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Fearless Feedback for Software Teams

| by Ben Linders on May 18, 2017. Estimated reading time: 6 minutes |

Feedback builds trust, increases team cohesion, and helps individuals to improve their skills and grow in their craft. An effective feedback cycle is the best possible tool for improving team performance, argued Erika Carlson. With feedback, issues are addressed before they become toxic and mistakes can be course-corrected early.

Emily Page explained in Experimenting with Peer Feedback in Tech Teams what makes feedback important:

Firstly, it builds trust. It’s hard to give honest, constructive feedback without growing in trust. We believe that teams who trust each other will work more effectively, be more creative and solve problems in better ways. (...) Secondly, we believe that peer feedback is one of the best ways for individuals to improve their skills and grow in their craft.

In Applying Feedback Techniques Dan North mentioned why people provide feedback:

One reason is to improve the system of work, for instance when working in a team. Another reason is to model a culture of encouraging feedback, aiming to create a situation where feedback becomes acceptable.

Erika Carlson spoke about fearless feedback for software teams at Craft 2017. InfoQ is covering the conference with Q&As, summaries and articles.

InfoQ interviewed Carlson after her talk about giving and receiving feedback, using feedback to increase trust and openness and improve team performance, developing feedback skills, and how to deal with people who become annoyed or get angry when you give feedback.

InfoQ: Why do people find it hard to give and receive feedback?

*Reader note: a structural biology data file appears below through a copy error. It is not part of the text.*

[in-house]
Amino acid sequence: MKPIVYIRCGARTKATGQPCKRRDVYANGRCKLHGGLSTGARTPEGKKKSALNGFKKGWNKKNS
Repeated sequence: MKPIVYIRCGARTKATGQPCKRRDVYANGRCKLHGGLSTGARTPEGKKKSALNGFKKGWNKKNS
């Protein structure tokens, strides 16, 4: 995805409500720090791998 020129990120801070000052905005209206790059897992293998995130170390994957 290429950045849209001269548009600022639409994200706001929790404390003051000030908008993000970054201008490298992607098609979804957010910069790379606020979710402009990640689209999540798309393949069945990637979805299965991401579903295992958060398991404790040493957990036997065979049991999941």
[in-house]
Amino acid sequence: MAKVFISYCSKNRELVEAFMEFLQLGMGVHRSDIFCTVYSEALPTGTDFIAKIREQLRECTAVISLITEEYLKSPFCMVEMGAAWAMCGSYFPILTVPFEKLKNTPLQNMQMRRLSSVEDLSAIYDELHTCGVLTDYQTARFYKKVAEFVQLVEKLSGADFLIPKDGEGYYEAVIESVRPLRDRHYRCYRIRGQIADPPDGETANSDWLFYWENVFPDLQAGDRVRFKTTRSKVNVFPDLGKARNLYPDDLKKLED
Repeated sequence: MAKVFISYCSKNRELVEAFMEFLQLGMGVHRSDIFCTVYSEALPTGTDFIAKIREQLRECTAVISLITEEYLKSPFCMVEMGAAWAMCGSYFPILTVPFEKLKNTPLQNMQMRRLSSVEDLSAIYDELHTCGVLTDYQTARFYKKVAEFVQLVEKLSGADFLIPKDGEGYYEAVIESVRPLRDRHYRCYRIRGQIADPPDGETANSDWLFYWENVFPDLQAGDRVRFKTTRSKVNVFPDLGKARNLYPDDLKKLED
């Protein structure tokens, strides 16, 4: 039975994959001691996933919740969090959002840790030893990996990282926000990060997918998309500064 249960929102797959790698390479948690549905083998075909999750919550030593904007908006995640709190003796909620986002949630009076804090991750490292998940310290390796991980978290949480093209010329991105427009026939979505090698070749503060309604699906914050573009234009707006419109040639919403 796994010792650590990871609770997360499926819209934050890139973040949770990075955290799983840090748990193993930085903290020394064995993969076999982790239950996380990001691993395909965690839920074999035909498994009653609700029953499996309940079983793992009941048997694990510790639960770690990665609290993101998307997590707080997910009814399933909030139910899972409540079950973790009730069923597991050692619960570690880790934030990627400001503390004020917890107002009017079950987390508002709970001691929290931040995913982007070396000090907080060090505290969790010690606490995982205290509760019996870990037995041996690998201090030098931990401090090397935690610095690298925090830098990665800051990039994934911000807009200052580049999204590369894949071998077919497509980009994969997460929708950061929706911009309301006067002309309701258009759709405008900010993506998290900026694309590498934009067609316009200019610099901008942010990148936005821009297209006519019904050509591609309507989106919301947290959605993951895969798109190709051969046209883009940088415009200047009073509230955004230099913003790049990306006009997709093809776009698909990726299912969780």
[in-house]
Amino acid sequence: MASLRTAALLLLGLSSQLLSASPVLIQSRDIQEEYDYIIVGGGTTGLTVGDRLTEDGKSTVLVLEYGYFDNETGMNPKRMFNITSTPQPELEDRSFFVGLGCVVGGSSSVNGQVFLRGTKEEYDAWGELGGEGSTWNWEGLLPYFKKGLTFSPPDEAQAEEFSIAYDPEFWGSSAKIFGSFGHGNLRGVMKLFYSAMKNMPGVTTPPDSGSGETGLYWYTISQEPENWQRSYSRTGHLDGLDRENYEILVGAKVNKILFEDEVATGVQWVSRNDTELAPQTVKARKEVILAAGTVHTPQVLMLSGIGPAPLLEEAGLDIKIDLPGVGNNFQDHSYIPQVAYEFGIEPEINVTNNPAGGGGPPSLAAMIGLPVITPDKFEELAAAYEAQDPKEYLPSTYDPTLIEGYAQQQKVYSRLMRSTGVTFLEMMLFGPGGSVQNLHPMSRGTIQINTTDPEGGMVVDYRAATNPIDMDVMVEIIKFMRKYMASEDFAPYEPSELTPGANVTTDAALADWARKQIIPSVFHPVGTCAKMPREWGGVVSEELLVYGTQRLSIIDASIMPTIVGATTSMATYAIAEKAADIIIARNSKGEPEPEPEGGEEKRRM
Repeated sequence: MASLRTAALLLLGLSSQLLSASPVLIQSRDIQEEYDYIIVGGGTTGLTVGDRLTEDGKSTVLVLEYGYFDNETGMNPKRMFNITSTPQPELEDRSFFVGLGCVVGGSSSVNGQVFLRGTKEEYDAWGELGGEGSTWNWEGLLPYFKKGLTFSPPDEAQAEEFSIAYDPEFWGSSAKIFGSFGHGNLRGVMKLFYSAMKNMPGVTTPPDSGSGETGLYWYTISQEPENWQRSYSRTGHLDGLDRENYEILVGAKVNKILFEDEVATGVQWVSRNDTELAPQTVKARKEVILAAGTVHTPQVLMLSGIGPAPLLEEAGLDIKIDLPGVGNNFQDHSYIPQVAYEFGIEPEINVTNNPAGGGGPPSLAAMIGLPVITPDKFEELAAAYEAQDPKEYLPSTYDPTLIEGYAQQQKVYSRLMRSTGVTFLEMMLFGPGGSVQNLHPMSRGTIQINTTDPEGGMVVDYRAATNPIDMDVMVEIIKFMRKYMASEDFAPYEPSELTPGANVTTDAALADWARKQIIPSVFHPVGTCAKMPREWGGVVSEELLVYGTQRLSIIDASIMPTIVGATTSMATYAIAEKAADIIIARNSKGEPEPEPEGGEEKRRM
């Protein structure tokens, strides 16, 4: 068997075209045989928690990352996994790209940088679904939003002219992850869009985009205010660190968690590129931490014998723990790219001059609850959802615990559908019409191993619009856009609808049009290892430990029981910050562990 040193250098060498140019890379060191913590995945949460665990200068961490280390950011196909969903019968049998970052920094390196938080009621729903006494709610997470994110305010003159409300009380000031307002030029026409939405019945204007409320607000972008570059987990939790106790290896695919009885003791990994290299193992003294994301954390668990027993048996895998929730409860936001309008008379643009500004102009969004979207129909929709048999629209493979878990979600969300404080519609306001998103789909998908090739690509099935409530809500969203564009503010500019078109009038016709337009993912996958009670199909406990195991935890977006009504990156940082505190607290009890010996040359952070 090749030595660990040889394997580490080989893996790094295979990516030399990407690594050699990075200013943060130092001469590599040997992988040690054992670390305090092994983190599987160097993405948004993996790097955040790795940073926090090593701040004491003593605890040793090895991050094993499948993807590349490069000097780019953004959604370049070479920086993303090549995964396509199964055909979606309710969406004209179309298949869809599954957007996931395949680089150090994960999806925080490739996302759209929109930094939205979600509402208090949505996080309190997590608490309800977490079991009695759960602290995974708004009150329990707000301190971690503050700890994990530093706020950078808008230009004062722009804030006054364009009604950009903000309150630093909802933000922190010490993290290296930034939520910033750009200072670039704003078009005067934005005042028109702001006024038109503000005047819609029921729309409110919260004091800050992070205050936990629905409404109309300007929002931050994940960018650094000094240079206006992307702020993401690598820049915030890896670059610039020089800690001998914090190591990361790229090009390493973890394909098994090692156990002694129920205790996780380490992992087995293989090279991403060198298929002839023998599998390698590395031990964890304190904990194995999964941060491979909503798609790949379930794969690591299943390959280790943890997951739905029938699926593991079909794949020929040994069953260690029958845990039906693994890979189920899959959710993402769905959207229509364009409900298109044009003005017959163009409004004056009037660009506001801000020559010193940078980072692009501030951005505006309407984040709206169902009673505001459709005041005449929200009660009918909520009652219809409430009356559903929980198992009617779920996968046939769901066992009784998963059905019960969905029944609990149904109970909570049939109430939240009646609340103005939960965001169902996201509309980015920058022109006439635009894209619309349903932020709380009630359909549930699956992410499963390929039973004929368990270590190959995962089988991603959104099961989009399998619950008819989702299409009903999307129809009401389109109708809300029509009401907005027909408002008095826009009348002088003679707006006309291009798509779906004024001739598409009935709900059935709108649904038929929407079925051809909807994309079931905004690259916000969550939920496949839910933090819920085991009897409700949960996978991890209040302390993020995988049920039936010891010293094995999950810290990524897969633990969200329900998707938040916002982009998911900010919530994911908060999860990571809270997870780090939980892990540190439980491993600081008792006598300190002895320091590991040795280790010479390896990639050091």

Erika Carlson: Both giving and receiving feedback are skills, which take time and energy to develop. To begin with, most of us struggle with feedback because we simply haven’t taken time to build those skills. There’s more to it, though: effective feedback cycles require trust, openness, and vulnerability. These are elements many of us struggle with in personal relationships, let alone in our working lives.

InfoQ: What practices can teams use to increase trust and openness?

Carlson: The eventual goal is for feedback to happen organically, as the need arises, but it takes practice to get there. Teams can begin by creating structure to help team members practice their feedback skills; these structures can act as a scaffold to support the team as they build trust and openness. Team members can practice giving and receiving feedback through activities such as professionally-led training, roleplay exercises, structured peer feedback groups, individual coaching or mentoring, and team retrospective meetings.

InfoQ: How can feedback improve team performance?

Carlson: If a team can establish an effective feedback cycle, with team members who feel capable of giving and receiving feedback with one another in both structured and organic ways, they’ve built themselves the best possible tool for improving performance. Strong feedback loops mean that issues get addressed before they become toxic, challenges can be worked through as a team, and mistakes can be course-corrected in the early stages. Both positive and constructive feedback create opportunities for building team cohesion, increasing trust, and breaking down communication barriers and conflicts that negatively impact performance. I’ve worked with teammates who were barely on speaking terms with each other, let alone able to work collaboratively, and seen firsthand how the feedback process helped them come to understand each other’s thinking and figure out better ways to work together.

How can you increase the feedback capabilities in an organisation? This is what Emily Page suggested:

Start small, provide looks of encouragement and reassurance and, most importantly, practice. Practice yourself and create ways for others to practice in the least scary way possible.

InfoQ: How can you develop your feedback skills?